How to Get a Grip When You Literally Can't
I had a full on 15-minute dirty fight with a parking meter last week.
Normally, I wouldn’t have engaged the metal asshole by even parking there. We have had “run-ins” before and I should have known better. But I was more than 20 minutes late (not my norm) for a doctor’s appointment and feeling anxious about it. It was raining that day and the parking garage, which would have been the safer/smarter choice, was two blocks away.
I was relieved to find a parallel parking space directly in front of the medical building, and reasoned I didn’t have that third cup of morning coffee so my hands weren’t extra shaky. The ugly parking meter appeared innocuous. The task at hand was seemingly simple.
1. Dig through purse and car to find an hour’s worth of change.
2. Use pincher grip to pick up said change.
3. Carry change from car to ugly metal parking meter.
4. Use fingers (and luck) to insert coins into meter.
It was like a scene from “America’s Funniest Home Videos” when people repeatedly try blowing out those never-ending birthday candles while others laugh. I stood on the sidewalk attempting to feed coin after coin into that meter. Each one I attempted to put in immediately fell to the ground. After about five minutes and more than 15 coins, I managed to get just one quarter in (putting 10 minutes on the meter) and the rest of the coins were scattered all over the cement.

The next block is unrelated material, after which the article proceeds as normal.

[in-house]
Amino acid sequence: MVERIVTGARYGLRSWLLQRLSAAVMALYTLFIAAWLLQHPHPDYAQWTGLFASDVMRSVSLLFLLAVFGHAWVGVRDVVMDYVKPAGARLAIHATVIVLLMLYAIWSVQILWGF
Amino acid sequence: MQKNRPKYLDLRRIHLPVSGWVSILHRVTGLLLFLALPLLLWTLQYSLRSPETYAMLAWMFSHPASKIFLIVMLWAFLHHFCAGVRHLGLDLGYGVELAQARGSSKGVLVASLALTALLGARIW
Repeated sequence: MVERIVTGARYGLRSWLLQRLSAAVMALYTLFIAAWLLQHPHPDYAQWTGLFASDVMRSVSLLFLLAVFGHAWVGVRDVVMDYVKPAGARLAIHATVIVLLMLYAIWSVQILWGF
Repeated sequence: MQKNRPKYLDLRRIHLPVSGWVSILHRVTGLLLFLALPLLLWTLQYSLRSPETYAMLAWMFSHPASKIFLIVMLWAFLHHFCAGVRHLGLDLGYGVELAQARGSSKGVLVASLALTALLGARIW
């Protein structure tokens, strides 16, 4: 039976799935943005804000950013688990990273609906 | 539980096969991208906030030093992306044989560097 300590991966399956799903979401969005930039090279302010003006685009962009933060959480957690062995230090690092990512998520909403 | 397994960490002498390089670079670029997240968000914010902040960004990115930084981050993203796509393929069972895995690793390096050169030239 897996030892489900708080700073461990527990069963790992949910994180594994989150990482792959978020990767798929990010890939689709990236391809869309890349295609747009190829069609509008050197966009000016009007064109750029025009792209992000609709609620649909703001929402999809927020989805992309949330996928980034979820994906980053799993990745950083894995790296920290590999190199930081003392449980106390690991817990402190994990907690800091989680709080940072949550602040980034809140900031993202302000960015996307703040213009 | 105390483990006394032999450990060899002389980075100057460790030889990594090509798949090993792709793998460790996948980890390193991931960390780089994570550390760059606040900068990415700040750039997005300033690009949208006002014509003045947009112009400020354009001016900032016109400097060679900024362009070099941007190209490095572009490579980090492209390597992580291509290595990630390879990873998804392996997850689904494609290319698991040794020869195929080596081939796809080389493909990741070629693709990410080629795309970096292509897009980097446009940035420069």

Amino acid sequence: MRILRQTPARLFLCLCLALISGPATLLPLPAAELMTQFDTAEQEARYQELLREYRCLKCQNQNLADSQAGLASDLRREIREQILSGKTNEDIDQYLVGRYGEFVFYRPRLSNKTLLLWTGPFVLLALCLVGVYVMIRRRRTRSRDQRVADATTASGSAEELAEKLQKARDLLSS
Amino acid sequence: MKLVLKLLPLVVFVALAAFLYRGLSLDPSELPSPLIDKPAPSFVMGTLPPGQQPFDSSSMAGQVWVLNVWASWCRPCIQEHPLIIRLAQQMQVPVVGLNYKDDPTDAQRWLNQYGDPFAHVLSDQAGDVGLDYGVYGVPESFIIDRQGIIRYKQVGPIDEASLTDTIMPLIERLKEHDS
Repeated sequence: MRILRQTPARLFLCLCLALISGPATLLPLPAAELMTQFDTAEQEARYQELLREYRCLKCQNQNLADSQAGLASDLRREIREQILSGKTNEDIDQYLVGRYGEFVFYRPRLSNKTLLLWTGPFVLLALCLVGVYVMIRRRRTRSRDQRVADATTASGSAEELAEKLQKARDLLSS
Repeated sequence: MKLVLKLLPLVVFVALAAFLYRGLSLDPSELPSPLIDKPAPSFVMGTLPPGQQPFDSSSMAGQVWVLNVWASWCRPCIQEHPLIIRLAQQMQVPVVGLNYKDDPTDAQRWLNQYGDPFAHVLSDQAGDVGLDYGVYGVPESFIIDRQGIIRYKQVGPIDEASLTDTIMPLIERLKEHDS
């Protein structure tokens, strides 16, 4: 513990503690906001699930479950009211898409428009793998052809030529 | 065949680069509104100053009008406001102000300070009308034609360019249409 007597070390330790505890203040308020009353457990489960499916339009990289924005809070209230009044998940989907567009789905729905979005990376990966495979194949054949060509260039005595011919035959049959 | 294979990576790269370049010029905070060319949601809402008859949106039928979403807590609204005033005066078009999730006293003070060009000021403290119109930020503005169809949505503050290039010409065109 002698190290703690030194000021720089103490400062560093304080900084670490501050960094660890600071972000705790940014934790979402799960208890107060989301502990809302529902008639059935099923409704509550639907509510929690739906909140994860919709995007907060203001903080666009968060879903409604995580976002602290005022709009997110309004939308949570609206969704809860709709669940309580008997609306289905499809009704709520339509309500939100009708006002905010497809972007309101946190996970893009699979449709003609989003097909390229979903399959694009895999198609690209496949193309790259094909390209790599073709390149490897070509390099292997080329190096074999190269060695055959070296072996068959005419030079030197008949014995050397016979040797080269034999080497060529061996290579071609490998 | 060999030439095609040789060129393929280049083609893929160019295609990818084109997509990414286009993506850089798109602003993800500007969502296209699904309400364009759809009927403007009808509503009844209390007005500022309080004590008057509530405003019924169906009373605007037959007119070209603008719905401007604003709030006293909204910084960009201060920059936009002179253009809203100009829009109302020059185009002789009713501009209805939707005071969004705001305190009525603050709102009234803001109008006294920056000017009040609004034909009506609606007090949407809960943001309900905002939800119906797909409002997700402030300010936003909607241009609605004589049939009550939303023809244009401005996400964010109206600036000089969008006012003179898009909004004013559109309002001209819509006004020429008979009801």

Eventually, I said “f-ck it” and went to my appointment risking a $10 parking ticket. It wasn’t worth any more aggravation, and the change I had left all over the sidewalk would make a homeless person’s day.
For those without hand problems, the act of inserting coins in a meter is not worth even talking about. It’s an ordinary task done without thought. But when your hands do not function properly, you become acutely aware of everything that requires the ability to grab, pinch and pull small objects.
The drive-thru ATM machine has to be approached at just the right angle and two hands are needed to feed a credit card into the chip reader at the grocery store. These machines are designed to save time, not increase it.
Having body parts not work the way they should can be frustrating and humbling. I often feel like a small inpatient child trying to accomplish a milestone. Since my disability is not visible, I cannot expect people to be mind-readers and offer assistance without me telling them I need it. But I don’t have to give away my power to parking meters and drive-thru ATMs as they do not save me time.
I can slow down and be more mindful of things that provoke a sense of helplessness, and take the few extra steps necessary to avoid them when possible.
When you have a disability, you have to plan. I now keep a grabber in my car. Maybe I’ll take a whack at that evil parking meter later.
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Getty image by Motion Photography.